From the use of cluster munitions in past years, it is apparent that Libya has stockpiled air-dropped bombs (RBK-series bombs containing AO-1SCh and PTAB-2.5M submunitions), ground-fired munitions (MAT-120 mortar projectiles containing submunitions), and an unidentified type of submunition contained in Grad-type 122mm surface-to-surface rockets.[5] In 2004, Jane’s Information Group listed Libya as possessing KMGU dispensers (which deploy submunitions) and RBK-500 series cluster bombs.[6] Spain confirmed transferring 1,055 MAT-120 cluster munitions containing 22,155 submunitions to Libya in 2006 and 2008.[7]

Libya has not shared information on the types and quantities of its stockpiled cluster munitions. During the uprising that led to the fall of the Gaddafi regime in 2011, abandoned and unsecured stocks of cluster munitions were seized by anti-government forces and civilians, and subjected to North Atlantic Treaty Organization (NATO) airstrikes. There has been no systematic or coordinated stockpile destruction effort by successive interim governments or clearance operators in Libya.

Use

There have been no reports or allegations of new use of cluster munitions in Libya since 2019.

Previous use

The last recorded use of cluster munitions in Libya was when forces affiliated with the LAAF, formerly known as the Libyan National Army (LNA), used air-dropped cluster munitions in Tripoli on or around 2 December 2019.[8] The LAAF took responsibility for conducting an attack on Zuwarah Airport on 15–16 August 2019 that involved the use of RBK-500 cluster munitions.[9] In June 2019, the Government of National Accord (GNA) released undated photographs showing the remnants of RBK-250 cluster bombs and various submunitions, which it said were “discovered in greater Tripoli and other areas (Ras al-Lufa, al-Sawani, al-Aziziyah, al-Tugar Mosque and Bir al-Ghanem)” following airstrikes by LAAF forces in May 2019.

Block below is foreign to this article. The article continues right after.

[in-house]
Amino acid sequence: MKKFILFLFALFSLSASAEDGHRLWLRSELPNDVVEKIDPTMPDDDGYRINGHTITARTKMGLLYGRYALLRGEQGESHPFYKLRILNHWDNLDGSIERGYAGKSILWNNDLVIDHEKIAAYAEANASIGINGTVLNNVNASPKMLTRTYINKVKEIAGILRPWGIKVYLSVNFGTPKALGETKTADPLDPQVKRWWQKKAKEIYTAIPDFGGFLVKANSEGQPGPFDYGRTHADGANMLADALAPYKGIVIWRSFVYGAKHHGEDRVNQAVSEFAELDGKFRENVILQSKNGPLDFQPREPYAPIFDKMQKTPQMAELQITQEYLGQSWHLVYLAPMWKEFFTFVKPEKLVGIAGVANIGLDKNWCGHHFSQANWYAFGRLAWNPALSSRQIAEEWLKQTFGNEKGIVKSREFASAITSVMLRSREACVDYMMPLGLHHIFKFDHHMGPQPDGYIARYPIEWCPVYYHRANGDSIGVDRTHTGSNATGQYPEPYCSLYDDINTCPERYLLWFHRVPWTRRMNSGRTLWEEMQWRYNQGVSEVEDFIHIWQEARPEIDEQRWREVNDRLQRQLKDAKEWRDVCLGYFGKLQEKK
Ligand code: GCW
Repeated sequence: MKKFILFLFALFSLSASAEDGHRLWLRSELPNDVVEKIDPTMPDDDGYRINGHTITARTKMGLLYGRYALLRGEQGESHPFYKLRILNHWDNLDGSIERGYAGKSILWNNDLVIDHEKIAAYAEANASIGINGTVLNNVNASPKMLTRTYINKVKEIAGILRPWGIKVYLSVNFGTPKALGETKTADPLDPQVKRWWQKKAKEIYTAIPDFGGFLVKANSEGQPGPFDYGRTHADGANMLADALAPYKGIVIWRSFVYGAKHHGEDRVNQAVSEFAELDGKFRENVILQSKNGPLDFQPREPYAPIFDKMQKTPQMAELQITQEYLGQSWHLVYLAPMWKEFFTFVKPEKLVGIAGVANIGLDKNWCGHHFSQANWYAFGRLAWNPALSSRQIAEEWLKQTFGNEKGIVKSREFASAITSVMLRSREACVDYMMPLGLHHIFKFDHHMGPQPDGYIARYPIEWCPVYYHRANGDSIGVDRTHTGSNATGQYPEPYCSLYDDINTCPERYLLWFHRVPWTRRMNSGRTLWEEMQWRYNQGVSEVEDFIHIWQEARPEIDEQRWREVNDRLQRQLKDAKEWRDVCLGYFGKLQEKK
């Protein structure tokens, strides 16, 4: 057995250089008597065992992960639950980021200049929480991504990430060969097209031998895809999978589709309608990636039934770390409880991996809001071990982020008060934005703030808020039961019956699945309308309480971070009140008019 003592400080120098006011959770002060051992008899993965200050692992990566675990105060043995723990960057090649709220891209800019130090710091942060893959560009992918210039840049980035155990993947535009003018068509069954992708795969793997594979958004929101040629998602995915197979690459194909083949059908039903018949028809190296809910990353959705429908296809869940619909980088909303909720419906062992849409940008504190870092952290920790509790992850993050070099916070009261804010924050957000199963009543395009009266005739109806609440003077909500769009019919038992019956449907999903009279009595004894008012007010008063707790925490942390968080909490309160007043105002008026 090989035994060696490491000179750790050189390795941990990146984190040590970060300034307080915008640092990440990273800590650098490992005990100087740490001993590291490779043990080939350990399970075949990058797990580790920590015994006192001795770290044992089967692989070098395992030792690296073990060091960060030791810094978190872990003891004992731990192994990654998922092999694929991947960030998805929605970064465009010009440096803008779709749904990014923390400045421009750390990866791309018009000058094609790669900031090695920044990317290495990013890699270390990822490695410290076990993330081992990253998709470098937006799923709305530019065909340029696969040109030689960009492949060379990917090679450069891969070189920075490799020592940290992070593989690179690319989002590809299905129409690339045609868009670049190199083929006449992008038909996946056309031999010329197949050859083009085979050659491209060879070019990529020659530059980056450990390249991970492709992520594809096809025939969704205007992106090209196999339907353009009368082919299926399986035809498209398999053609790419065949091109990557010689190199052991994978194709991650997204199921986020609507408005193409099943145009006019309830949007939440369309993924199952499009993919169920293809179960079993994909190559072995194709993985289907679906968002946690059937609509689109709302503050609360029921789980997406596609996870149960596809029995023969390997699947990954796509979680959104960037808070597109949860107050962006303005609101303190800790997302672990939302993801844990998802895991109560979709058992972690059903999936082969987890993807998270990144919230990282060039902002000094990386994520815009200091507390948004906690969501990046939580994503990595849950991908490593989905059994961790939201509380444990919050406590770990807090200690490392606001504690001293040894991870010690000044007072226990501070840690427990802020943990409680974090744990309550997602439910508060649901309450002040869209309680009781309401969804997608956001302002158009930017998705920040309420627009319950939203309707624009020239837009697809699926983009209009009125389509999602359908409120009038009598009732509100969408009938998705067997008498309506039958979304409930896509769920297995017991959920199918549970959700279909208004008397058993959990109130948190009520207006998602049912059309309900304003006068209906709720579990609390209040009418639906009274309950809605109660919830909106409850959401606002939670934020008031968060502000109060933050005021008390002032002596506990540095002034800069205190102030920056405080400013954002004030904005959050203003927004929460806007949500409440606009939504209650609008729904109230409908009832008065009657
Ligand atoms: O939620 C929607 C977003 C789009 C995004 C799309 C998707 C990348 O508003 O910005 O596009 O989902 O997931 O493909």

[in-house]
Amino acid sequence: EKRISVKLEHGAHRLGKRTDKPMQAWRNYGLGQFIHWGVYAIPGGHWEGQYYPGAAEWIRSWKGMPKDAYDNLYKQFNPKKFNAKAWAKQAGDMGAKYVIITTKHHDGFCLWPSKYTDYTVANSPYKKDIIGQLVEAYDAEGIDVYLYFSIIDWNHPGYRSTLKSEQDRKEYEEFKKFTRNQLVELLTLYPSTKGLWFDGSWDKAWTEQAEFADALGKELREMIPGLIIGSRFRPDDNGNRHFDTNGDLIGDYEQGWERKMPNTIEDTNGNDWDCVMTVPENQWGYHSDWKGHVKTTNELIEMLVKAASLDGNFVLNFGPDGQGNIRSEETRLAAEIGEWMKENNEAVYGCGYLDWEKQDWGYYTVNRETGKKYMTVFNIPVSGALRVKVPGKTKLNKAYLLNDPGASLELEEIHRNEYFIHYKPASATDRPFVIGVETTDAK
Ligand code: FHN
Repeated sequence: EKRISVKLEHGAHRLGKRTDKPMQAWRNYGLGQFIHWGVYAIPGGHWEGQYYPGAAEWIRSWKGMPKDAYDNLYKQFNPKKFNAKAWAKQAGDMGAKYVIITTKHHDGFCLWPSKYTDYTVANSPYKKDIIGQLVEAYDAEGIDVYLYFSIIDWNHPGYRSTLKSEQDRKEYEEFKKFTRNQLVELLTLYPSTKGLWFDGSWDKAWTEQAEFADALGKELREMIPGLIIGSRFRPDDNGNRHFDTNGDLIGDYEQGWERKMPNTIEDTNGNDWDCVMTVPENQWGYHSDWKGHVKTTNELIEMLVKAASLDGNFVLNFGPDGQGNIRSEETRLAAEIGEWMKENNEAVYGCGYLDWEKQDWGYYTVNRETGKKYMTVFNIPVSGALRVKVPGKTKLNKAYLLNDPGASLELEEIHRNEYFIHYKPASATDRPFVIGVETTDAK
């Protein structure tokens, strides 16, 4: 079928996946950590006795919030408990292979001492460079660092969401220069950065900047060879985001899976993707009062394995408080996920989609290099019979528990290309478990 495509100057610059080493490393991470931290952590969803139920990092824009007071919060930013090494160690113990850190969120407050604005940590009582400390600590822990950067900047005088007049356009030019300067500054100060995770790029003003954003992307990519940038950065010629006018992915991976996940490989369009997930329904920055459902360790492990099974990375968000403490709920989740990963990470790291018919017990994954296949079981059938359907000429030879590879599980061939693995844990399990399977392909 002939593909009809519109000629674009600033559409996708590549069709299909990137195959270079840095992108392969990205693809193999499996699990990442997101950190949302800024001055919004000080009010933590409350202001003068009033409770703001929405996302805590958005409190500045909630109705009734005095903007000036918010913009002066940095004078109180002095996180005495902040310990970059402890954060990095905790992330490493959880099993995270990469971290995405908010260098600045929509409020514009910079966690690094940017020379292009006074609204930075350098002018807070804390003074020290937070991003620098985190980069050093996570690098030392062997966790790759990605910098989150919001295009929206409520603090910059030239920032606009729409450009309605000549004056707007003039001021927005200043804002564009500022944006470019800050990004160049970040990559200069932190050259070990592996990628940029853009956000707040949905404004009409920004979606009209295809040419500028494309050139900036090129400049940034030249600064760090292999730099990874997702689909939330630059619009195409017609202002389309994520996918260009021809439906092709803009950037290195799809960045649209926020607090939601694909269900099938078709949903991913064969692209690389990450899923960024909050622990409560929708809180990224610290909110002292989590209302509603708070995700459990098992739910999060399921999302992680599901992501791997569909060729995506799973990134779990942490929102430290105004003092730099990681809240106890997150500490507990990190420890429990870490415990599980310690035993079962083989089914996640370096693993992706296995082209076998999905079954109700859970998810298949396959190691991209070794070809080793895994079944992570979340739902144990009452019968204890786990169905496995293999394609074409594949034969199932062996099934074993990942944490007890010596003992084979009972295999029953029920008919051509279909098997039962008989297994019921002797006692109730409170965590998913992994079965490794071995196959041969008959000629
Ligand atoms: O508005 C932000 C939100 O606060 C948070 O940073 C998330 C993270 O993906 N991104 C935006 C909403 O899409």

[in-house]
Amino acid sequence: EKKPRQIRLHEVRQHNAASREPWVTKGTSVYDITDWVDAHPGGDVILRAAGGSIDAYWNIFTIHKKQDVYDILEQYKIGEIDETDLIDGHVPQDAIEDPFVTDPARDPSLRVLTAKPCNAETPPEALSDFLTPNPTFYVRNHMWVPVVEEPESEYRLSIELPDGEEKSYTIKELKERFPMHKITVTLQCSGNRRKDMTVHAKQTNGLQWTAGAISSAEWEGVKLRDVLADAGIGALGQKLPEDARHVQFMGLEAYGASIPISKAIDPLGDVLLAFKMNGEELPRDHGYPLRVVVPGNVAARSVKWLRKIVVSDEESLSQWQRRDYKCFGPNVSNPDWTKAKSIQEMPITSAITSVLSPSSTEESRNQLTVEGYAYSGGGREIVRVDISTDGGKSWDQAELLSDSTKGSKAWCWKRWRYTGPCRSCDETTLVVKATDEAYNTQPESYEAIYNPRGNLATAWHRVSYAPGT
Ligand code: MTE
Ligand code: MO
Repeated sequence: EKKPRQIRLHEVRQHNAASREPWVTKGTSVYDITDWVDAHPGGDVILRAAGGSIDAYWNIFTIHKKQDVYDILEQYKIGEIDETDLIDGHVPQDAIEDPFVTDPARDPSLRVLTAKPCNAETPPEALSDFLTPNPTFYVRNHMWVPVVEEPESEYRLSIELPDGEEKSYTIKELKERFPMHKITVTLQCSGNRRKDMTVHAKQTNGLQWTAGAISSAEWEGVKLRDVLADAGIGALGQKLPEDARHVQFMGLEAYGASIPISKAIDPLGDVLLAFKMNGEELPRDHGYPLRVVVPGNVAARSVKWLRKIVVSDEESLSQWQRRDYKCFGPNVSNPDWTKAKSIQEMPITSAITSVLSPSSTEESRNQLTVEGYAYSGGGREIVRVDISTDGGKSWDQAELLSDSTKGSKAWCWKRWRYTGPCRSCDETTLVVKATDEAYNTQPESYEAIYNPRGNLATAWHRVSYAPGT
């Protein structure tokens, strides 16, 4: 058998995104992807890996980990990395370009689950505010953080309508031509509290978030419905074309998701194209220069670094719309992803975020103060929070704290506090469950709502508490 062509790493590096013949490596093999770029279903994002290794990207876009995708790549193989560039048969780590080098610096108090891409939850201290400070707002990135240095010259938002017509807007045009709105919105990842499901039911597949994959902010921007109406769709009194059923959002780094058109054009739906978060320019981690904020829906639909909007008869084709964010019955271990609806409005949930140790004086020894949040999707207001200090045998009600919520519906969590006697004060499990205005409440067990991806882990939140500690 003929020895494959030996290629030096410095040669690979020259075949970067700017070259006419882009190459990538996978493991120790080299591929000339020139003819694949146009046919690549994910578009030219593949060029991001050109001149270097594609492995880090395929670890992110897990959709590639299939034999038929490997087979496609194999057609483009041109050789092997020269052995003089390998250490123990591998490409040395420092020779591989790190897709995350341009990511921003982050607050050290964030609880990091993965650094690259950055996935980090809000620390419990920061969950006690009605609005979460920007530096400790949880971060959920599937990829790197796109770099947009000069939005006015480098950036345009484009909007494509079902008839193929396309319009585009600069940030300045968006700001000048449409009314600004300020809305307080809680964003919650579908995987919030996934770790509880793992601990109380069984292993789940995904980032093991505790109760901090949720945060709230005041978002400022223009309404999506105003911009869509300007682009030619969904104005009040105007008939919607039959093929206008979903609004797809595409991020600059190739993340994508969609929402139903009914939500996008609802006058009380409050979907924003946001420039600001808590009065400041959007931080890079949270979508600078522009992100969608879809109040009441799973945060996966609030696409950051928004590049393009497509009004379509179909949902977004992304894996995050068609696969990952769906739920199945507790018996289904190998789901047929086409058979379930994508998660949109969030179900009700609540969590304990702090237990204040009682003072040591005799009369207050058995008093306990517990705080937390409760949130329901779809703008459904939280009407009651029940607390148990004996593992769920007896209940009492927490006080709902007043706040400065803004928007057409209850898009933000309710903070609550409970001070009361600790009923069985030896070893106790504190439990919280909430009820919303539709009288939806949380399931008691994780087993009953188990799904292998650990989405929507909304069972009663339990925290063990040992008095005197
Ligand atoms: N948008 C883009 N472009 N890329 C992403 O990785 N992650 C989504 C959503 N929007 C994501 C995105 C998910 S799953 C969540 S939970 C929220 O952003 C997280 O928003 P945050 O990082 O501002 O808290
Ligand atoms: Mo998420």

Between 2015 and 2018, there were allegations and some evidence of use of cluster munitions in Libya, but the Monitor was not able to conclusively attribute responsibility.[10] An aviation blogger documented cluster munitions being loaded onto LNA aircraft which were used to conduct aerial attacks against opposition forces in 2016–2018.[11] Investigations by international human rights organizations found evidence of LNA cluster bomb use in late 2014 and early 2015.[12]

Government forces loyal to Muammar Gaddafi used at least three different types of cluster munitions in Libya during 2011:

  • RBK-250 PTAB-2.5M cluster bombs in Ajdabiya in March;
  • MAT-120 cluster munition mortar projectiles in Misrata in April; and